More than 70 British MPs have pledged support for Lauri Love, an alleged computer hacker currently battling extradition to the US – where he faces up to 99 years in prison.

A letter sent on 17 November, addressed to UK prime minster Theresa May and attorney general Jeremy Wright QC, argued Love should be tried for any alleged crimes in the UK.

The appeal comes as his next hearing approaches, scheduled for 28-29 November in London.

Prosecutors have claimed that Love, 32, from Suffolk, should be sent to the US for his alleged role in a hacktivist campaign back in 2013 that targeted the FBI, Nasa and the defence department.

The alleged hacker has been diagnosed with Asperger Syndrome, depression and antibiotic-resistant eczema.

The letter read: "If Mr Love has committed a crime, he should be prosecuted and justice should be served.

"We believe that if he is extradited, there is a great probability that he will end his own life.

It added: "Why is the United States insistent on Mr Love's extradition despite the UK having a proven track record of appropriately prosecuting, sentencing and rehabilitating individuals who have committed computer hacking offences against the US?"

It asked the UK attorney general to ask his American counterparts to cede jurisdiction in the case or to help "facilitate a deferred prosecution agreement".

The Courage Foundation, which manages Love's support campaign, welcomed the letter and criticised the government for failing to appeal the case to the Trump administration.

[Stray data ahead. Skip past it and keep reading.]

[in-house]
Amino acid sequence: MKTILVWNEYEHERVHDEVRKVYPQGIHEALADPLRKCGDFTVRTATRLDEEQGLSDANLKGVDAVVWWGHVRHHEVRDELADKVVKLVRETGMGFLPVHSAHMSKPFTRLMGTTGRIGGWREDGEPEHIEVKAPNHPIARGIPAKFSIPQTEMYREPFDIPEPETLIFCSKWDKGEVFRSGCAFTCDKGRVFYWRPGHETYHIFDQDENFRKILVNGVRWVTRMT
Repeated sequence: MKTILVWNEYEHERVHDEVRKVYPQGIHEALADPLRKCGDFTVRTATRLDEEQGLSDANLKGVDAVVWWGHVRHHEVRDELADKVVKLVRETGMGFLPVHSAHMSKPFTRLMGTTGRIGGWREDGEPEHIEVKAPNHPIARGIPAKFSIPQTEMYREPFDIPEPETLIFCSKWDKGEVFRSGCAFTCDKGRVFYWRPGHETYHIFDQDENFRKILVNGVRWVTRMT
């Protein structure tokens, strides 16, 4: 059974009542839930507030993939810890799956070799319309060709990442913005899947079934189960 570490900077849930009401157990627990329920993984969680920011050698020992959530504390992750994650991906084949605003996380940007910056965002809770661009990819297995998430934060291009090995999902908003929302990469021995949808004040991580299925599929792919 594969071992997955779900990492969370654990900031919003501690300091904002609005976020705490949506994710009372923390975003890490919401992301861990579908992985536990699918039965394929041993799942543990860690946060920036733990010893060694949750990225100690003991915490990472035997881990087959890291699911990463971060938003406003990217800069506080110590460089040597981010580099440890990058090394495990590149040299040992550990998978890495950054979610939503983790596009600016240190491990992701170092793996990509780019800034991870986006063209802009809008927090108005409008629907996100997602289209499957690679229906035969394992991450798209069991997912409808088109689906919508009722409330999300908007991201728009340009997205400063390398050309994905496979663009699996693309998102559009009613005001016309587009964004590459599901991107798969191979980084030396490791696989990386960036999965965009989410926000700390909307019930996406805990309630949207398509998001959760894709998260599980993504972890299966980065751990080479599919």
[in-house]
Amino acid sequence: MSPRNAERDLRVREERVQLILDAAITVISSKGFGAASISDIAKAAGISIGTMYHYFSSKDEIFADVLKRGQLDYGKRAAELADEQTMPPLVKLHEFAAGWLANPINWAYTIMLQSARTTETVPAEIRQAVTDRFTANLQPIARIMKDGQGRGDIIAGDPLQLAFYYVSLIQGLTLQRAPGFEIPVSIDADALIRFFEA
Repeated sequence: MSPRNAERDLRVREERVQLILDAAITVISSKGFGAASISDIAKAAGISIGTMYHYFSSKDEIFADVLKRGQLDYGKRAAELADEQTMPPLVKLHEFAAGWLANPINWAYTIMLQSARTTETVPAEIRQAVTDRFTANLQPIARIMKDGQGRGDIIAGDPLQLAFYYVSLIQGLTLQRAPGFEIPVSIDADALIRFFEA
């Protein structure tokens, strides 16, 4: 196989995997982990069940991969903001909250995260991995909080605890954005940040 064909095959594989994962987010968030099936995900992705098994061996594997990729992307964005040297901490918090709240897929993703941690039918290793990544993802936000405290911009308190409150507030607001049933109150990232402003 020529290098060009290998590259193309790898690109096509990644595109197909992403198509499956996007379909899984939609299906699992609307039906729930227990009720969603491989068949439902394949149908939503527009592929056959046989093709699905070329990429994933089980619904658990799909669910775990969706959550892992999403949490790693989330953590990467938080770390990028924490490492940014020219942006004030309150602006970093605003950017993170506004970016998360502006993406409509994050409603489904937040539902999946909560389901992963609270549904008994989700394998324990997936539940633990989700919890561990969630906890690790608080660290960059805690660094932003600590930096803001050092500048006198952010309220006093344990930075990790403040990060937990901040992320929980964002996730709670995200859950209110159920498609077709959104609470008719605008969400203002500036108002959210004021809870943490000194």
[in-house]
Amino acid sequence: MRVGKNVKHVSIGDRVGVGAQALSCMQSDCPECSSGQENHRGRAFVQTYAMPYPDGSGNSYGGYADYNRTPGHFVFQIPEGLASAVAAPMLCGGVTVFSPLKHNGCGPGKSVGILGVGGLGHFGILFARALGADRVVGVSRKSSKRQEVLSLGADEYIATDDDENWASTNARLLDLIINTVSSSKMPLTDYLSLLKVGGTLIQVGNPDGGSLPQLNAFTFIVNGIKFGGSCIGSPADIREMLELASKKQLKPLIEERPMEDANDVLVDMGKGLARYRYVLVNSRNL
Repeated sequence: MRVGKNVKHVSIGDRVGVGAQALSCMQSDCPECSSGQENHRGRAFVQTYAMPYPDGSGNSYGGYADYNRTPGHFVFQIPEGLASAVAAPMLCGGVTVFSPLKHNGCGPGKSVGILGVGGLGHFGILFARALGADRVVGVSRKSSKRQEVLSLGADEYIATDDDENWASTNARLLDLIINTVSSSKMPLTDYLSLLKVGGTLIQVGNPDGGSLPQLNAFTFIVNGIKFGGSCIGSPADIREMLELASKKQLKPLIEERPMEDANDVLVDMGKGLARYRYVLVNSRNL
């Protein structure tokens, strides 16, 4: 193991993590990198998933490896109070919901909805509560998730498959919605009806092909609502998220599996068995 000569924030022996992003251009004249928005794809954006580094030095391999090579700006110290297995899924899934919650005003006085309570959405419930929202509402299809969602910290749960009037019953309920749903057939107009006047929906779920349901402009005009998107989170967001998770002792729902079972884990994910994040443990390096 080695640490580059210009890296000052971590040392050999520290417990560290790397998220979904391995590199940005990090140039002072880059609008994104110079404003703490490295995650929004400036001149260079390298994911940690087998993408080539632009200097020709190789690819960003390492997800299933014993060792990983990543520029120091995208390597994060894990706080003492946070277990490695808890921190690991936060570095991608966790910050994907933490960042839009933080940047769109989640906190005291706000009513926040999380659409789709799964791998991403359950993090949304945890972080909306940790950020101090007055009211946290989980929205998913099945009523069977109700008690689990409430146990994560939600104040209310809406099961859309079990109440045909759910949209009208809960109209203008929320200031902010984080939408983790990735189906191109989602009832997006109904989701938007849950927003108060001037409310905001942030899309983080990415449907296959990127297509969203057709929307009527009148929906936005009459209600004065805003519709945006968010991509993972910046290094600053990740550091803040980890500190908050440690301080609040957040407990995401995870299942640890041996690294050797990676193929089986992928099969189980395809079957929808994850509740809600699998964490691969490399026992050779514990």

"To the best of my knowledge, and that of Lauri's legal team and his family, the UK government has not made any kind of representation to Donald Trump asking for us to be able to try Lauri here instead of him being extradited to the US," said the foundation's Naomi Colvin.

"More than a hundred MPs signed a letter to Barack Obama last year about Lauri and I don't think the government did anything to act on those concerns either," she added.

In November 2016, UK home secretary Amber Rudd brushed off health concerns and signed off on the extradition. But Love told IBTimes UK in an interview last year he didn't intend to reach America.

"If I am put on a plane there is no light at the end of that tunnel," he said.

"I will do everything at my disposal to avoid being kidnapped. If need be, that means taking matters into my own hands, which I can't talk about too much because it's a good excuse for them to lock me up. All of this was argued in my extradition hearings."

Lauri Love's appeal hearing will be heard at London's Royal Courts of Justice.